A multi-layered thriller which asks difficult questions.
A Place of Execution is a chilling tale set in rural Derbyshire, and woven around the disappearance of Alison Carter, a teenage girl. The year is 1963, and the place is the (fictional) backwater village of Scardale; secluded from modern life, populated by only a few families who have been inbreeding for generations; and ruled, like in medieval days, by a squire who owns everybody and everything in the village. And it is none other than the stepdaughter of much-hated new squire Phillip Hawkin, a newcomer to Scardale’s tight-knit society, who has disappeared.
Following the investigation led by newly minted D.I. and Jimmy-Stewart-look-alike George Bennett and his more experienced partner, Sergeant Tommy Clough, we as readers slowly become familiar with Scardale and its inhabitants, who are reluctant to open up to outsiders – even if they don’t hate them as much as Hawkin – and in that reluctance, provide less than the much-needed help in discovering Alison. In fact, when ultimately a suspect is arrested, on the strength of evidence tying him to both Alison’s disappearance and another horrific crime, Alison is still missing. And she remains missing throughout the suspect’s trial. It will take all of 35 years and a new investigation by journalist Catherine Heathcoate, who befriends Bennett after having met his son Paul, and who is able to procure Paul’s help in convincing Bennett to revisit those long-past events which never ceased to trouble him, to reveal a truth which by then seemed all but buried for good … and like the story’s protagonists, many a reader may be left wondering whether this is not the way it should have stayed.
A Place of Execution is a well-plotted thriller which ambitiously tackles issues from depravity, vice and vengeance to sin, deceit, guilt and justice; and all of these, on multiple levels. It purposely leaves the questions it asks unanswered, forcing its readers to come to their own terms with each of these issues. And by changing its narrative perspective from George Bennett in 1963 to Catherine Heathcoate in 1998, it offers the reader two different angles from which to see the events and the questions they pose.
Unfortunately, for me, the change of the narrator’s viewpoint brought with it a certain loss of depth and perspective. Whereas the social setting of Scardale village and the characters introduced in the book’s first part are compellingly drawn down to their last unique feature and down to the last one of the supporting characters, those introduced in the second part are in many respects only superficially sketched pastiches that failed to engage me. And whereas in the book’s first part nothing is left to coincidence and random, the second part is riddled with coincidences; each of which individually might have been within the realm of possibilities, but which taken as a whole were just a tad too much for me to accept. I couldn’t shake the impression that for the sake of the coveted change of narrating perspective in the book’s second part, Ms. McDermid was willing to sacrifice more than a negligible part of the integrity and the feeling of authenticity she had so effectively created before; and for the sake of driving the plot to its conclusion she sacrificed the character development which had worked so well in holding the story together in the beginning.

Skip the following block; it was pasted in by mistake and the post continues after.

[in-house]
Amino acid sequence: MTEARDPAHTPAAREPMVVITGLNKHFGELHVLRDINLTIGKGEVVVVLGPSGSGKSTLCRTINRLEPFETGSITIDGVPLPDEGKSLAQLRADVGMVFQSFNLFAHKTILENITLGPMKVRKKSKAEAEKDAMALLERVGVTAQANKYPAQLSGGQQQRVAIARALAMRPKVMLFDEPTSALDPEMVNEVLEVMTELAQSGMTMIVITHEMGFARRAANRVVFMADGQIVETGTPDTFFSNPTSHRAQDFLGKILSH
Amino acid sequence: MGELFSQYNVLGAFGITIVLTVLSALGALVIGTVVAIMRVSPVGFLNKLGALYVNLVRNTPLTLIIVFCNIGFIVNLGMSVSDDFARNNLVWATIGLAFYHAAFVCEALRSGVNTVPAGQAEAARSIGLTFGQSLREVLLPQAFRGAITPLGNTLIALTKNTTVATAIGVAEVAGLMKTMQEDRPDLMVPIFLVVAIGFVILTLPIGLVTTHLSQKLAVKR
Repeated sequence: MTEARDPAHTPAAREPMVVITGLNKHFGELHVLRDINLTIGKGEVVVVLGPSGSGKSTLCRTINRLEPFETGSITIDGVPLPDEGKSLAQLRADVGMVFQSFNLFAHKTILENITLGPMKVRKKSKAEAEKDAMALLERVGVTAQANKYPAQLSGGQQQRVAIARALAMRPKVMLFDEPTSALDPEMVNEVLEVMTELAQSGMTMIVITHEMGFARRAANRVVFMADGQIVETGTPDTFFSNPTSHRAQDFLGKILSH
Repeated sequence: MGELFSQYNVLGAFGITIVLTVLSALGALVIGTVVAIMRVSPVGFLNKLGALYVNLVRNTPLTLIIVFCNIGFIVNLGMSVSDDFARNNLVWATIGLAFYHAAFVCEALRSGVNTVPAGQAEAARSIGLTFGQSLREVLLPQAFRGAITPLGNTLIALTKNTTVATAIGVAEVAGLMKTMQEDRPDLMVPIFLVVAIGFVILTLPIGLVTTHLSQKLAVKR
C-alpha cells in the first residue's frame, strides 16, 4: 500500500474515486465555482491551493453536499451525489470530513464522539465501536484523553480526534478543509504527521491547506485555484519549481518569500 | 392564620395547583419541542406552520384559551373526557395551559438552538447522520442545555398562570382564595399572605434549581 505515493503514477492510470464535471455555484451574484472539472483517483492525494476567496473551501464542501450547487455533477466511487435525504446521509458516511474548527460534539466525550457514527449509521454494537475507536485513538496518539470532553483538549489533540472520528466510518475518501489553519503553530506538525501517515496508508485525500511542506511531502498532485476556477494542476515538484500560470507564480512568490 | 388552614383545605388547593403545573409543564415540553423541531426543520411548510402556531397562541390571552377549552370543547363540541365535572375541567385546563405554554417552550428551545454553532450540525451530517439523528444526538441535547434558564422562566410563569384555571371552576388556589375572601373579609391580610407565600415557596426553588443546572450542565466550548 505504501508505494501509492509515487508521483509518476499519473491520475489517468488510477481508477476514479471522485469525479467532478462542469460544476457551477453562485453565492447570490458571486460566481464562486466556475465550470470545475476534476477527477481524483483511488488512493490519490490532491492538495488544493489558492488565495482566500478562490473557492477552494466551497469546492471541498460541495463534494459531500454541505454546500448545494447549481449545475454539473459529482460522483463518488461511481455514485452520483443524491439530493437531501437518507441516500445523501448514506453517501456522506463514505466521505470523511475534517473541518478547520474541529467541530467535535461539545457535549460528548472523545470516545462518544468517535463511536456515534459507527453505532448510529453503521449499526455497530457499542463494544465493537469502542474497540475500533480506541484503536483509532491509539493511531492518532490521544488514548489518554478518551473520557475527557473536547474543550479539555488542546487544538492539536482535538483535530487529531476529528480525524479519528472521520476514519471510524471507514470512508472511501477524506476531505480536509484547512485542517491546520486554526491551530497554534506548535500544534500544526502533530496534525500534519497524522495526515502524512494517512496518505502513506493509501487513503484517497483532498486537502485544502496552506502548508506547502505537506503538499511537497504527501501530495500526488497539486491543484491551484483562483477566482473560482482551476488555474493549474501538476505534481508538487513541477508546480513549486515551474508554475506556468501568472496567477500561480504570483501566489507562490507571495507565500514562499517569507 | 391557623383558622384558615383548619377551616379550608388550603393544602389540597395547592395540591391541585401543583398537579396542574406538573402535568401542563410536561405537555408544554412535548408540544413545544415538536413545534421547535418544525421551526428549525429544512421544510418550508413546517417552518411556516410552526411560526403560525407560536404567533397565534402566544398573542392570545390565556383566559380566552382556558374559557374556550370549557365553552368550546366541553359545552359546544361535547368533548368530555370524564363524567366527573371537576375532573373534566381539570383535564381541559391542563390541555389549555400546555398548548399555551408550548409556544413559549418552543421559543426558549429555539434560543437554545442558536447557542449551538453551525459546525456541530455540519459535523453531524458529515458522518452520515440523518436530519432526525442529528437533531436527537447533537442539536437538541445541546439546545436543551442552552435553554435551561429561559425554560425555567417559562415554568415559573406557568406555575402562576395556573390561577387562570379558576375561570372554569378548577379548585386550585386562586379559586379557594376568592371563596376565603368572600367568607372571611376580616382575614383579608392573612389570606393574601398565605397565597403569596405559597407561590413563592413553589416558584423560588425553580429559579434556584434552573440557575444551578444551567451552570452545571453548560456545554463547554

Fortunately, the book’s second part is decidedly shorter than the first one; and while it dragged a little for the reasons mentioned above, I still found myself interested enough to read on to learn how it would end and whether my suspicions as to the solution of the mystery itself were correct – only to find that while I had correctly guessed the core facts as such, the book’s end does not offer a simple solution at all. Rather, in real life, it would almost certainly have been only the beginning of a very long and difficult healing process on which the protagonists would have had to embark.
To her credit, Ms. McDermid shuns the gore and sensationalism to which her book’s central theme would easily lend itself. And even if you are reading A Place of Execution primarily for the mystery story it contains, there is plenty to puzzle over in terms of clues, pseudo-clues, red herrings, red flags and more. Bear with George, Tommy and Catherine until the end. You won’t regret it – not half as much as they find themselves wishing they had never touched the case of Alison Carter’s disappearance.